Now we do not quite know. The Tigers prevailed on yet another dank day at the Rec because they were comfortably the more efficient at playing rugby in keeping with the rain and mud of midwinter. That much we did know, or could easily have worked out, before they ever came to the Georgian City.
Indeed Leicester's victory still leaves Bath two points, and a points- difference advantage of 64, ahead. Like Leicester, the other leading opponents, notably Wasps and Harlequins, have still to visit and with seven games to go it remains Bath rather than Leicester who would attract the smartest money.
And yet. It was precisely at this stage of last season, with the Five Nations' Championship upon them, that they faltered as they had not since Leicester won the inaugural league title and Bath finished an ignominious (for them) fourth in 1987-88.
As Phil de Glanville, the Bath captain, had forcibly reminded his players beforehand and Tony Russ, Leicester's rugby director, repeated afterwards, Bath dropped eight of the 14 points available to them in last season's seven-match run-in. A repeat, we may be certain, would allow the Courage trophy to stay at Welford Road.
Given that Bath had won their first 10 First Division fixtures, most of the ones at the Recreation Ground with ample to spare, it may seem somewhat fickle now to focus on their fallibility. But then this defeat by Leicester was the product of an alarmingly, unwontedly fallible performance.
Even if it seems hyper-critical to say so on the strength of one defeat in 11, hyperself-critical is how Bath are of themselves and John Hall, their critical manager, was baffled that they should have strayed so far from their pre-match planning. "We played the wrong game," he said.
By this he meant, believe it or not, that they kept it too tight on the mud which was underfoot from the start and even in the downpour with which the match concluded. Bath have talked a great deal of late about a non- kicking game, or lesser variations of it suitable for inclement weather, but here they did not know how far they dared go.
"The conditions suited a Leicester type of game rather than a Bath type of game," Hall said, in a statement of the obvious worth making because his players had tended to kick towards touch when they had planned to kick into spaces and perversely to run the ball too often smack into the Leicester pack, who happen to be the mightiest maulers in English rugby.
The kicking waywardness played to one of the Tigers' great strengths, the line-out and specifically the magisterial Martin Johnson, and in running into trouble Bath compounded the felony by persistently losing possession in the tackle. "I'd like to think if we'd won as much turnover ball as them we would have got some points," Hall said sardonically.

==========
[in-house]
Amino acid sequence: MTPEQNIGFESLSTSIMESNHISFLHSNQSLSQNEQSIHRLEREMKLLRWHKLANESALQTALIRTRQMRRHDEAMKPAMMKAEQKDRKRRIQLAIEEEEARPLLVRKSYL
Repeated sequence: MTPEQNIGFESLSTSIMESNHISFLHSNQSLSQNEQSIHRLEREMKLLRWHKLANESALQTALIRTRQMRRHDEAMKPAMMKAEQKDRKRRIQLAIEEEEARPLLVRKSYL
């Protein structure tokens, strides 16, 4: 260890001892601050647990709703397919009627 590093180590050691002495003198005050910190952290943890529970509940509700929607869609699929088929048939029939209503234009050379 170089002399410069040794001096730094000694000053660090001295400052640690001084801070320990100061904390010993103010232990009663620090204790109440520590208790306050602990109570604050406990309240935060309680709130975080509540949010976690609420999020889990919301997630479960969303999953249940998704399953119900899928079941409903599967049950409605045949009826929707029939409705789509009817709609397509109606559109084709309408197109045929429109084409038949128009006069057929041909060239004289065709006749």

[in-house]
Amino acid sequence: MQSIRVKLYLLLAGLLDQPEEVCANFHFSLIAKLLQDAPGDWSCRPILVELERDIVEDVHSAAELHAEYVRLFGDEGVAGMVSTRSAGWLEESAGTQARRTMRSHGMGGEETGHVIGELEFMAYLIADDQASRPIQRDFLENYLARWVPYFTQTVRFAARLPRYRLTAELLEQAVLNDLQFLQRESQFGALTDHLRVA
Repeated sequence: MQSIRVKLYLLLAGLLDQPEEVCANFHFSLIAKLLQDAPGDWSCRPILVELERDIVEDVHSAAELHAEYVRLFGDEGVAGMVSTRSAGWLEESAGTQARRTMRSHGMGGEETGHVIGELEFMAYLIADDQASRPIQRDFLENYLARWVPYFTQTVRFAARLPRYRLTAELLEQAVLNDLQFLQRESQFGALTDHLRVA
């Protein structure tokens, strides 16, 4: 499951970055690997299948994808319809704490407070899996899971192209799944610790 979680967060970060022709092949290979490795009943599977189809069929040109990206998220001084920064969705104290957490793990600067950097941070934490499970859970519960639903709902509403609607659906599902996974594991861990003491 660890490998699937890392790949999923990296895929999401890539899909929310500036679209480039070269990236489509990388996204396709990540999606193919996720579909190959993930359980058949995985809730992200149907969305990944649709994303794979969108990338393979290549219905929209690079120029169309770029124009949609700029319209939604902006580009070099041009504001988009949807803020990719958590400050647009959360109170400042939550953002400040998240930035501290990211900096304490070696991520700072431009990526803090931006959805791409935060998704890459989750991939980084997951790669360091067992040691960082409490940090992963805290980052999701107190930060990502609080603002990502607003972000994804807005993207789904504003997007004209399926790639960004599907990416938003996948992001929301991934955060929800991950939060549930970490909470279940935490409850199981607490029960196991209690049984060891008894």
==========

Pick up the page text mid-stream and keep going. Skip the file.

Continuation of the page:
That said, on this occasion it was idle to complain. Leicester's players and coaches have been unhappy at what they see as media antagonism towards them for habitually playing to their strengths but, whatever the false expectations that have been raised among the same media by the same coaches, the simple fact of coming to Bath and winning was its own justification.
"It wasn't pretty but it was exactly how we planned to play the game," Russ noted, and in his support you have to remember that this was only the fourth home defeat Bath have experienced in all the nine seasons of the Courage Clubs' Championship, not to mention the first by Leicester.
It is probably fair to add that, had the opposition been anyone but the Tigers, they would not have been capable of such swift and effective recovery after Bath's sensational start. No sooner had Martin Haag received Jez Harris's kick-off than they were scoring a try of the sheerest brilliance, abetted by John Liley's bad miss of the scorer Adedayo Adebayo.
Thirty-four seconds had elapsed as the ball continued from Haag through Catt, Clarke, Ubogu, Sanders, Catt again, De Glanville and finally Jeremy Guscott, whose exquisite pass took out Wayne Kilford and freed Adebayo on the outside 65 yards out with only Liley lying ahead.
Bath would immediately have had a second had another breathtaking combination of forwards and backs not faltered when Ben Clarke put his head down with either Guscott or Adebayo likely to have scored if he had passed. But it scarcely seemed to matter when Jonathan Callard's penalty put them eight points up after five minutes.
In such an emergency Dean Richards is unsurpassed. The Leicester captain, whose England exclusion Russ cannot begin to comprehend, roused his men by exhortation and omnipresent personal example. And though the fractious early exchanges brought lectures, not least for Johnson, and ultimately a yellow card for Darren Garforth, they also brought four penalties by way of restitution from Liley.
Callard's second penalty brought it back to 11-12 at half-time but Bath failed to exploit the intensifying second-half wind and, further penalties first by Liley and then Callard apart, it was Leicester who went nearest when Richards tumbled across the line only to be denied for a forward pass evident only from the closest of quarters.
In fact towards the end Leicester survived surprisingly well, leaving them having to win their remaining seven games but also seek the favour of others. As Russ put it: "We have to look for some help from our First Division colleagues." This season, however, one imagines the colleagues will not be so obliging.
Bath: Try Adebayo; Penalties Callard 3. Leicester: Penalties Liley 5.
Bath: J Callard; J Sleightholme, P de Glanville (capt), J Guscott, A Adebayo; M Catt, I Sanders; D Crompton, G Dawe, V Ubogu, M Haag, N Redman, S Ojomoh, B Clarke, A Robinson.
Leicester: J Liley; W Kilford, R Robinson, P Delaney, R Underwood; J Harris, A Kardooni; G Rowntree, R Cockerill, D Garforth, M Johnson, M Poole, J Wells, D Richards (capt), N Back.
Referee: B Campsall (Halifax).Reuse content